Time to Put the Brakes on Java?
It looks like it's full steam ahead for Java. The next two versions of the Java Standard Edition, Java SE 7 and 8, were officially given the green light in a vote by the Java Community Process executive committee (JCP EC) this week. In addition, two other proposed specifications were approved, paving the way to add further new features to the Java language and class libraries.
But not everyone is pleased with the outcome. The Apache Software Foundation (ASF) has long contended that development of Java cannot go forward until Oracle addresses its licensing terms, which the ASF argues are hostile to open source implementations of the Java platform. That's a breach of Oracle's obligations to maintain Java as a free and open standard, the ASF says, per the terms of the Java Specification Participation Agreement.
Several other JCP EC members -- including Crédit Suisse, the Eclipse Foundation, Google, IBM, and SAP -- concurred with the ASF's complaints during the recent vote. Although only Google went as far as to cast a no vote, the others amended their votes with comments to the effect that their approval was based on the technical merits of the specs only and that they were similarly concerned with the ongoing licensing debate.
To independent JCP EC member Tim Peierls, the fact that so many members approved the specifications when such important legal issues remained unresolved was deeply troubling. "To my own surprise, I'm coming to believe something heretical: that it actually is not all that crucial for Java to move forward," Peierls wrote in a recent blog post. "We are whipped to a frenzy with messages (both subliminal and explicit) that Java is falling behind, losing mind share, being lapped by C#, anything to sell the idea that more is desperately needed, when in fact most folks could make do with a lot less."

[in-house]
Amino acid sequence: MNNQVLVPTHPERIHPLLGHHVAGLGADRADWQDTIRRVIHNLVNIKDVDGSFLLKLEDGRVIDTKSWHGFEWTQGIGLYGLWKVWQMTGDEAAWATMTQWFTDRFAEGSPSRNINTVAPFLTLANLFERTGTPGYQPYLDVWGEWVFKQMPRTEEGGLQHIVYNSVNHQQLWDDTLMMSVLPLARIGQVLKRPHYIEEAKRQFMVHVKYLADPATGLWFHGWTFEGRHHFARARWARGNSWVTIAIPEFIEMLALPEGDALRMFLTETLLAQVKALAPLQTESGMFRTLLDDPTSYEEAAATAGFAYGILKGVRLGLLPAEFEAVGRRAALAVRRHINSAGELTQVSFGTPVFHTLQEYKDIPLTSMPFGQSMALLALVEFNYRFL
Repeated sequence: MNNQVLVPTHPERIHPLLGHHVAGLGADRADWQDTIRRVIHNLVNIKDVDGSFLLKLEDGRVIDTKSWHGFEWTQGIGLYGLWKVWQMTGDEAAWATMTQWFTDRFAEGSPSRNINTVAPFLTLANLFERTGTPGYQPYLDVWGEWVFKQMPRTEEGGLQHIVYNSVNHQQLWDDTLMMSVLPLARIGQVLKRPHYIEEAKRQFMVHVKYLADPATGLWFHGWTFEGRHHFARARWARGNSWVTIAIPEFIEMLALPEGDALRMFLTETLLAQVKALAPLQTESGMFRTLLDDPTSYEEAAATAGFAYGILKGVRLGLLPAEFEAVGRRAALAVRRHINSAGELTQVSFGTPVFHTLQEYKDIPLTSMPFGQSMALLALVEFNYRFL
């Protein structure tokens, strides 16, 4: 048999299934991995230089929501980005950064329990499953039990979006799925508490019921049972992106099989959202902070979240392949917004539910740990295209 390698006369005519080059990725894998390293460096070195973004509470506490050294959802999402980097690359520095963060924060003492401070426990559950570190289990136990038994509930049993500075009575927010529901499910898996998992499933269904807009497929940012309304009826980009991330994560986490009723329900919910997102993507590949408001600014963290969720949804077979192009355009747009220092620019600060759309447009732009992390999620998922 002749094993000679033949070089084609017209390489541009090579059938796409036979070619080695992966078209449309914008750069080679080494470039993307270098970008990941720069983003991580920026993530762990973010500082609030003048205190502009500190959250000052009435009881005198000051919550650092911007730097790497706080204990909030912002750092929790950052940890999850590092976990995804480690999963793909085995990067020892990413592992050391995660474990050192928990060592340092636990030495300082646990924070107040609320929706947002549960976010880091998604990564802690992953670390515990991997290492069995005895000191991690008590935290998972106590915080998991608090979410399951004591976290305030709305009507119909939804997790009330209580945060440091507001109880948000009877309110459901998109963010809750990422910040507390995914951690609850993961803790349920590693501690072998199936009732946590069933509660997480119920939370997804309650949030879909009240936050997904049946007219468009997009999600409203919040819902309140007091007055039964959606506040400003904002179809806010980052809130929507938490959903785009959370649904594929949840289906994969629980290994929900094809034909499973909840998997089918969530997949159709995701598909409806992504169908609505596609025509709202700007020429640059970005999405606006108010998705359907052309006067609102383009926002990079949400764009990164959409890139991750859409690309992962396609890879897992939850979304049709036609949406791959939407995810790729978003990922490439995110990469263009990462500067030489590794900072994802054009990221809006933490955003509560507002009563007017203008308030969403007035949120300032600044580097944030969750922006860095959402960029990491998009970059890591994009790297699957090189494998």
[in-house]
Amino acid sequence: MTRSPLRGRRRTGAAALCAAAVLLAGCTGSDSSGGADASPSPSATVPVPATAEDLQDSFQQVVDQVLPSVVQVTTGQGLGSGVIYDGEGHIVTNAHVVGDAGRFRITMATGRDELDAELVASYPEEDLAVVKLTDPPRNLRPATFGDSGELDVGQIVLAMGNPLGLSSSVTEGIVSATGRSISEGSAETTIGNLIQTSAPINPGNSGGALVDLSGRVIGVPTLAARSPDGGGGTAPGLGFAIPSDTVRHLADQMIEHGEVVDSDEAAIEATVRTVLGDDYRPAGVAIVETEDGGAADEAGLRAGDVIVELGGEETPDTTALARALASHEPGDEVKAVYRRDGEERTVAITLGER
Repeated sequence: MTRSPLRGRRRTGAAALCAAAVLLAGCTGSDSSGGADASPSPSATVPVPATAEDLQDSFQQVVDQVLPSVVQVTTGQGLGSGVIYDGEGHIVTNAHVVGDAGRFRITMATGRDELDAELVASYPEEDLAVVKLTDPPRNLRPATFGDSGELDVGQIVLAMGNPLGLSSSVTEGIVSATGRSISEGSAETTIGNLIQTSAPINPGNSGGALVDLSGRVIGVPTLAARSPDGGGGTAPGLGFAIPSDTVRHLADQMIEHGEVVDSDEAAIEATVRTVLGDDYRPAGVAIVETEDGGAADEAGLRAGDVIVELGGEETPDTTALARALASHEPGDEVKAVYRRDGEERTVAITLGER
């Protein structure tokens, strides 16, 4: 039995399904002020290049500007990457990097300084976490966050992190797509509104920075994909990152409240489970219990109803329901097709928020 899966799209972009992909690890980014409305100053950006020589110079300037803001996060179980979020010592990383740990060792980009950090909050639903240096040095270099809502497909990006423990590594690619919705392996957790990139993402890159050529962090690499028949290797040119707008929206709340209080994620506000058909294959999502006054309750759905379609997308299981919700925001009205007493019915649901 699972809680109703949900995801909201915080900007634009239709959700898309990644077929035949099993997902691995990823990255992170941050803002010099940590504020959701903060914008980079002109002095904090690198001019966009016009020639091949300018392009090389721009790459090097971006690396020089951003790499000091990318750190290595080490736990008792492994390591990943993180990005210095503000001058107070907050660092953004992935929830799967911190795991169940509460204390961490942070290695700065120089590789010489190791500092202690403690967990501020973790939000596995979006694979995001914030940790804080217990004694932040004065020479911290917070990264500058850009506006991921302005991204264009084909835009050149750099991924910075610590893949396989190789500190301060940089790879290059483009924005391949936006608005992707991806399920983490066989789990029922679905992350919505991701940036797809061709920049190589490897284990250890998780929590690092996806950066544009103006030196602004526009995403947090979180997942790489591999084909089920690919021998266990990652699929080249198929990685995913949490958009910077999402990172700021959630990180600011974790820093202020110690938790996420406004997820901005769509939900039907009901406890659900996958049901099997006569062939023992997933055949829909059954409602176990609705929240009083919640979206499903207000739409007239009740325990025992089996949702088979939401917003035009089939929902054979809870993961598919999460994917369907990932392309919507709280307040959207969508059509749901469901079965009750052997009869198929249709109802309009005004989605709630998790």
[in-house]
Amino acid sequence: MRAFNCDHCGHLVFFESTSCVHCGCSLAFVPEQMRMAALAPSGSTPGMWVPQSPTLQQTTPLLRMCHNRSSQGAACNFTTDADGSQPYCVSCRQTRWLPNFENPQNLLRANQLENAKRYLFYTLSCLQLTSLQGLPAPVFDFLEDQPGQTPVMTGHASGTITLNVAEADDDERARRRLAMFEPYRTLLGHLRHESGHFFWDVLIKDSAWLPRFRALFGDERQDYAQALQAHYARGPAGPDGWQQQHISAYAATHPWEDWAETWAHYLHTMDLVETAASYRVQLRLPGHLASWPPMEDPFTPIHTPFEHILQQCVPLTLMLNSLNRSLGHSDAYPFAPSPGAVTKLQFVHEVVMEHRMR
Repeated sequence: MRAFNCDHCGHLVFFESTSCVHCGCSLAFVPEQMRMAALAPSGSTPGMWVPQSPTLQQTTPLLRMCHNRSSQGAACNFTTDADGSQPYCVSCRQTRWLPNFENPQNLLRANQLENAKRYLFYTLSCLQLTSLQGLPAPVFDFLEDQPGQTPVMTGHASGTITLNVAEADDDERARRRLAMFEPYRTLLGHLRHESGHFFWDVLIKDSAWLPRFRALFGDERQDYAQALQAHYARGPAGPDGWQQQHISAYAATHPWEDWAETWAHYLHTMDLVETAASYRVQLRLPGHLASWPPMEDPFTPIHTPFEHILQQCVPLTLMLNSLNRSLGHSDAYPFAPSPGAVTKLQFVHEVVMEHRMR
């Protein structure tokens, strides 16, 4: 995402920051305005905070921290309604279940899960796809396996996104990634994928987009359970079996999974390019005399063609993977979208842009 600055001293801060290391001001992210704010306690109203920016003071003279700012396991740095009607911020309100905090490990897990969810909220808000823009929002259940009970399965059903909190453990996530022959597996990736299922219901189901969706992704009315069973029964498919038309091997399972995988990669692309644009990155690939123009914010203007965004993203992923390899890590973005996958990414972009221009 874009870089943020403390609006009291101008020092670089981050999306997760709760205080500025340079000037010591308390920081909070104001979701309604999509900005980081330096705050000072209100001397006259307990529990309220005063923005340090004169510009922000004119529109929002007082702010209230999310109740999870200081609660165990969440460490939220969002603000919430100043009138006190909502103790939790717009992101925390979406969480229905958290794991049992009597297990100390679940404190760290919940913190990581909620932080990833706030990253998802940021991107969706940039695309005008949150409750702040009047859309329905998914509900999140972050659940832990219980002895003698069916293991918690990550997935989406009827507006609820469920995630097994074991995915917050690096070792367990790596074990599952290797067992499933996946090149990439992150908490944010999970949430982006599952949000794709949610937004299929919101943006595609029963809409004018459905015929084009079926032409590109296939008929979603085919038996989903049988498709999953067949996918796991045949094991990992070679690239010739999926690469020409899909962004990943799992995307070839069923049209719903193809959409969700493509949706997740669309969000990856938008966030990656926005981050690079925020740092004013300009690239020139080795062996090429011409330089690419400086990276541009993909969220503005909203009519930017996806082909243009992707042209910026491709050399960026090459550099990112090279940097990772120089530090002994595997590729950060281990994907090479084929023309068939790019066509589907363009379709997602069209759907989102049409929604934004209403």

Is this standard really necessary?
Peierls has a point. The idea that programming languages should progress at a steady and rapid rate, continually gaining new features and adapting their syntax to fit them, is a relatively new one. By comparison, the languages of past eras evolved much more slowly.
Take C, for example. Brian Kernighan and Dennis Ritchie published "The C Programming Language," an informal specification, in 1978. Actual compiler behavior varied widely. A true C standard would not emerge until 11 years later, with the first version of ANSI C. That version was adopted as an ISO standard in 1990, and work continued from there. The current version of the ISO C standard is the 1999 revision, known as C99.
But standardization is one thing; adoption is another. Although the most recent C standard was published over a decade ago, compiler support for the specification is spotty at best. Only IBM and Sun (now Oracle) claim full support for C99 features, while the compilers from AMD, Intel, and the Gnu Project only offer partial support. Most notably, as of Visual Studio 2010, Microsoft's compilers do not support any C99 features at all.
Although much of the reluctance to adopt C99 can be attributed to vendors switching their emphasis to C++, the history of C++ has been similarly rocky. Although "The C++ Programming Language," was first published in 1985, the Standard Template Library (STL), today considered a fundamental component of the C++ standard, would not emerge until 1994. Even then, compiler support for templates was often poor, leaving developers deeply divided over their use for years to come.
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